A sustained response to successful treatment with interferon for hepatitis C virus (HCV) infection can persist for up to 12 years, according to a report in the November issue of the Journal of Medical Virology.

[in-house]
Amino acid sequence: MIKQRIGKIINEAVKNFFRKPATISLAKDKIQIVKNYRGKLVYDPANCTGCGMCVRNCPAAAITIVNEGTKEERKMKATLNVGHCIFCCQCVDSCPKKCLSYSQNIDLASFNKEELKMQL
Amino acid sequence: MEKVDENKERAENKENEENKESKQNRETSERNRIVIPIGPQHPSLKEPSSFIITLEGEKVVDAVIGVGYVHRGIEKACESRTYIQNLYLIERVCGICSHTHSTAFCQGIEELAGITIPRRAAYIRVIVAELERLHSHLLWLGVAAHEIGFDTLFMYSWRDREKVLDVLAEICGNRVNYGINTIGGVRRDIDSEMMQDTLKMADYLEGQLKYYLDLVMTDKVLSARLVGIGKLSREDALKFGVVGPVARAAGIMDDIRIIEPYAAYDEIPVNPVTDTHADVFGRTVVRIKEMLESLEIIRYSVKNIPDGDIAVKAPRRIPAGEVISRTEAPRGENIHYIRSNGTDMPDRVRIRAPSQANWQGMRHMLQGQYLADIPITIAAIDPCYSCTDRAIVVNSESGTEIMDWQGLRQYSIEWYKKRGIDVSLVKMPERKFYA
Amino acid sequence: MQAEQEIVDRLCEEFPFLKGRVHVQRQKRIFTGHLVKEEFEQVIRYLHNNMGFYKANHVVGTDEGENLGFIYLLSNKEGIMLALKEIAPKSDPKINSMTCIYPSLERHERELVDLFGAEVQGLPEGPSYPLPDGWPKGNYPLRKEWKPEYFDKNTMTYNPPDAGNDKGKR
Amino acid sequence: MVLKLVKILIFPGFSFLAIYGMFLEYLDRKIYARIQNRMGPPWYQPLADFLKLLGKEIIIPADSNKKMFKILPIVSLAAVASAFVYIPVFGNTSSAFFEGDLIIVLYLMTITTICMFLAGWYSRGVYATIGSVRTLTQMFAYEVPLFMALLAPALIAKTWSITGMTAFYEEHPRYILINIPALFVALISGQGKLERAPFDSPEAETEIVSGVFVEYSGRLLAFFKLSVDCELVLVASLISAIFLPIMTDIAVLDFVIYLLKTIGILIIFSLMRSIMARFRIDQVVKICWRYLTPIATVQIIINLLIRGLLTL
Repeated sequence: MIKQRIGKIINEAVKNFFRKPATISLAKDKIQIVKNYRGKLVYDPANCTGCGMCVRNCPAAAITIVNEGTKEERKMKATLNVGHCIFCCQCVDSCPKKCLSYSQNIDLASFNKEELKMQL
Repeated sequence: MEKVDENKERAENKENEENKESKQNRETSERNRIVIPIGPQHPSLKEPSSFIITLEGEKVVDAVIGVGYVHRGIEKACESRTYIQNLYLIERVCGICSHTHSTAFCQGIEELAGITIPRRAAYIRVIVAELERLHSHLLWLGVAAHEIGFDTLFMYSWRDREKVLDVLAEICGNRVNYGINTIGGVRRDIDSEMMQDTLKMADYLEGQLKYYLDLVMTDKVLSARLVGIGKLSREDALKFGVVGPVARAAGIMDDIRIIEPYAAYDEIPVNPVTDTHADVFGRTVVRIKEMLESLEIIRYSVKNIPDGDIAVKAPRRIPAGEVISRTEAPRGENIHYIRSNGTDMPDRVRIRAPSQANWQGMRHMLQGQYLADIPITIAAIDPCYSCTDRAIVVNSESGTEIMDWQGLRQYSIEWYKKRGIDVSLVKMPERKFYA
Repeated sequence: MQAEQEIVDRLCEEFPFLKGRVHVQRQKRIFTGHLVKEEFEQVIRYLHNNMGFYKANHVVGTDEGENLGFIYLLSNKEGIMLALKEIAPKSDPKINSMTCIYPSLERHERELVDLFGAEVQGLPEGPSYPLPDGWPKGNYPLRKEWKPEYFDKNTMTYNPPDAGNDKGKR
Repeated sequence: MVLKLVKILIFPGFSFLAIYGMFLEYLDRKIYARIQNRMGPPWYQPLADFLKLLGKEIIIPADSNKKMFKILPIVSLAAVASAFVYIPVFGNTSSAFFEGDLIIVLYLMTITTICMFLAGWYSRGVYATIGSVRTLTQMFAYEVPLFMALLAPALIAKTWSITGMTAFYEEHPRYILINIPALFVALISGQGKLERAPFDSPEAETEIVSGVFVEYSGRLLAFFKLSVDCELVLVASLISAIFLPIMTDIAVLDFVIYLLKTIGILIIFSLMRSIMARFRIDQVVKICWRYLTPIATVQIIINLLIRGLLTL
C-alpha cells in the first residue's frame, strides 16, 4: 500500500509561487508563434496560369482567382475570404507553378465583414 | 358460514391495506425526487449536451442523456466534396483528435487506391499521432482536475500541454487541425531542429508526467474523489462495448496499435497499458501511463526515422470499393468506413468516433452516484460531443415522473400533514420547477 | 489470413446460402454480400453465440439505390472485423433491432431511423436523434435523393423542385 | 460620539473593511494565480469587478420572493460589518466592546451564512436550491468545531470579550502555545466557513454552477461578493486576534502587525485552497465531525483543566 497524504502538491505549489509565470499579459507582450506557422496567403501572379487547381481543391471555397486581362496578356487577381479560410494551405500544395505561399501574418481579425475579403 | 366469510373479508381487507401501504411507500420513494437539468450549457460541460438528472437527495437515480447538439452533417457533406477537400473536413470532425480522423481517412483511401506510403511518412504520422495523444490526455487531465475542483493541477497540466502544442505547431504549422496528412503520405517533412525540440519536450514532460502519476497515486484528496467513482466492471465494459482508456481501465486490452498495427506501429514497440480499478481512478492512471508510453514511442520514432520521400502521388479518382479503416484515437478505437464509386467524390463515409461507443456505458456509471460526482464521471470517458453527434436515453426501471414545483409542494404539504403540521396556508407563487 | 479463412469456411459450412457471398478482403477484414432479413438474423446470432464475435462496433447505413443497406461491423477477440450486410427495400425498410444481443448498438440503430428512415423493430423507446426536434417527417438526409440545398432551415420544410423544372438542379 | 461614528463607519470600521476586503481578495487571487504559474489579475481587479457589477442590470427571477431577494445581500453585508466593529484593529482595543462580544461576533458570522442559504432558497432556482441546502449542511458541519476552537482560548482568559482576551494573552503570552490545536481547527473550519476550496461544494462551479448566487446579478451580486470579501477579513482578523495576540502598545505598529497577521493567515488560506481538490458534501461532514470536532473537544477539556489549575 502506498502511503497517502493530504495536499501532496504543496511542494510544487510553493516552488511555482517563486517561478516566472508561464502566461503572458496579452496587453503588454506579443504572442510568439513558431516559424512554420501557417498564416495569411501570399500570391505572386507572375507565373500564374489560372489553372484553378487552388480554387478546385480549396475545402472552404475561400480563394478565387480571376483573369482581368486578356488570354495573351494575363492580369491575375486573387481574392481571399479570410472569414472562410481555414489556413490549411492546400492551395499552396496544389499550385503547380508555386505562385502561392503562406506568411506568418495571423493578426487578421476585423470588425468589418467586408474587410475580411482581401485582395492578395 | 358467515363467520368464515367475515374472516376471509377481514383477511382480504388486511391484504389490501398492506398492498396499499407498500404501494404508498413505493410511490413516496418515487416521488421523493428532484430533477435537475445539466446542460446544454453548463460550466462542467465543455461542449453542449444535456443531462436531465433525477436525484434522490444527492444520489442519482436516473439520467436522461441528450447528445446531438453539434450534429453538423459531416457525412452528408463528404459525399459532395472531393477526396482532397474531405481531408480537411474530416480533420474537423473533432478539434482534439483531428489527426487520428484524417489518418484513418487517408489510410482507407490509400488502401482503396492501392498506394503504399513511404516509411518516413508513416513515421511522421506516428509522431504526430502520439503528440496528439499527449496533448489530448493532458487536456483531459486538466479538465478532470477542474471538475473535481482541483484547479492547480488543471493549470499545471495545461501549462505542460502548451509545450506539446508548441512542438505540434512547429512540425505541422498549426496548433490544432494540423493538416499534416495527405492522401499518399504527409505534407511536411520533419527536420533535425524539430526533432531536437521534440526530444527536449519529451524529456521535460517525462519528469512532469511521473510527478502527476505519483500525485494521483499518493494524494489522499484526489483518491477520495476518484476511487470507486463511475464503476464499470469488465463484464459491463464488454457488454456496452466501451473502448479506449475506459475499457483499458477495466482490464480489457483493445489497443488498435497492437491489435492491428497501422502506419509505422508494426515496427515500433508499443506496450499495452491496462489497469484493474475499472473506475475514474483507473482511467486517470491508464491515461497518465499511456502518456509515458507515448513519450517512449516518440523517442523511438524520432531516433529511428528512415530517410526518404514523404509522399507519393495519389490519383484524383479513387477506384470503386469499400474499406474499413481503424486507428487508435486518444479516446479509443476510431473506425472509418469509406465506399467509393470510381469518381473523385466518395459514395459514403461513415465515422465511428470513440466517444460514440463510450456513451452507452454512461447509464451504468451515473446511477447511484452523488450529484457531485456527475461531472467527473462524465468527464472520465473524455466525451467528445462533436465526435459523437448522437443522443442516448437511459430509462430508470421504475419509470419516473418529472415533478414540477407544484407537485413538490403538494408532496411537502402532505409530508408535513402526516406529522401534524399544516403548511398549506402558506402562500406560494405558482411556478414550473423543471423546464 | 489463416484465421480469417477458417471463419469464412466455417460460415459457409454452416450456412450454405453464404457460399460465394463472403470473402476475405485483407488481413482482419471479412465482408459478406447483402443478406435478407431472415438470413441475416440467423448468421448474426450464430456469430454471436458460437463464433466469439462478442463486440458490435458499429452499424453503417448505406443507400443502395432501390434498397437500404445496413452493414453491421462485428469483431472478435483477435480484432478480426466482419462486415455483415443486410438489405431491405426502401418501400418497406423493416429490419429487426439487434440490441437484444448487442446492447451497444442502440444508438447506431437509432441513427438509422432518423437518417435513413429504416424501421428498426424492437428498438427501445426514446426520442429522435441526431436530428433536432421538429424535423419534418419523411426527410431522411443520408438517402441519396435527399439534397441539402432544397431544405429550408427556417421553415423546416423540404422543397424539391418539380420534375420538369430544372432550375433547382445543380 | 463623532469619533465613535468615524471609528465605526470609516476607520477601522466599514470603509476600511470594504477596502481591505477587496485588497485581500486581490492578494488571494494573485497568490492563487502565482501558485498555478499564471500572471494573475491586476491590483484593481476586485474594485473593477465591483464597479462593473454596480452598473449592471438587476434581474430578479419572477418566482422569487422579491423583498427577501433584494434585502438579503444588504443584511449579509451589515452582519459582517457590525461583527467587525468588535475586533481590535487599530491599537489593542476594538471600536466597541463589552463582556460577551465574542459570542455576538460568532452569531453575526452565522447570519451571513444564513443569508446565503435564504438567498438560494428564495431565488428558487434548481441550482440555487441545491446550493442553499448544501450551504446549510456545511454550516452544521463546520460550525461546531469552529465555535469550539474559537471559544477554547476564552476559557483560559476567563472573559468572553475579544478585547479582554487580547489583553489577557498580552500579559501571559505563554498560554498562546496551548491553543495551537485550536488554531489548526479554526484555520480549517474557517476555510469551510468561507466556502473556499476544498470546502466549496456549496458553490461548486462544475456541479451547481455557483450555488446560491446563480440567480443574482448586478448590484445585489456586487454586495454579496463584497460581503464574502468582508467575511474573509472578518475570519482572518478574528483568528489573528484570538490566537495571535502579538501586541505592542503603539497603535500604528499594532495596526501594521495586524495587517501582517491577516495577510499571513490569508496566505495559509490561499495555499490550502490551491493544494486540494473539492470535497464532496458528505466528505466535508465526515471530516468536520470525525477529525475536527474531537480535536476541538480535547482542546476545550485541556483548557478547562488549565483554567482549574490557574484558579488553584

Previous studies have shown remission for up to 5 years after successful treatment with interferon, the authors explain, but HCV eradication from the liver has not been well validated in longer follow-up. Dr. Natsuko Tsuda from Osaka National Hospital, Osaka, Japan and colleagues monitored 38 patients who had a virological response to interferon therapy, defined as clearance of HCV from the blood after 6 months. Thirty-seven patients who had a biochemical response were also monitored. These patients were defined as having normal liver function test results after 6 months of therapy, but detectable levels of virus in the blood. The subjects were followed for 4.4 years to 12 years after interferon therapy. All sustained virological responders remained persistently negative for HCV in the blood during the entire follow-up period, the authors report. The biochemical responders continued to have HCV detected in the blood and nearly half (46 percent) experienced flared ups. Four sustained virological responders (but no biochemical responders) developed liver cancer (between 6 months and 5.5 years after treatment), the report indicates. However, all four patients had advanced liver disease before treatment. HCV was not detected in biopsy samples from 15 sustained virological responders taken 5.9 to 12.5 years after pretreatment biopsies, the researchers note. However, all but one of the 15 biochemical responders who had repeat biopsies had HCV detected in the liver. In evaluations of liver tissue samples, all measures improved significantly in the sustained virological responders, whereas only partial improvements were observed the biochemical responders. In both groups, evidence of at least mild inflammation remained in the biopsy tissue samples after treatment. The results suggest that clearance of HCV by 6 months after interferon therapy indicates a “virological cure,” the authors conclude. “Although further studies with a larger number of patients are necessary, control of biochemical disease activity to near-normal levels may also confer favorable long-term…outcomes,” they add. (Source: Reuters, Journal of Medical Virology, November 2004.)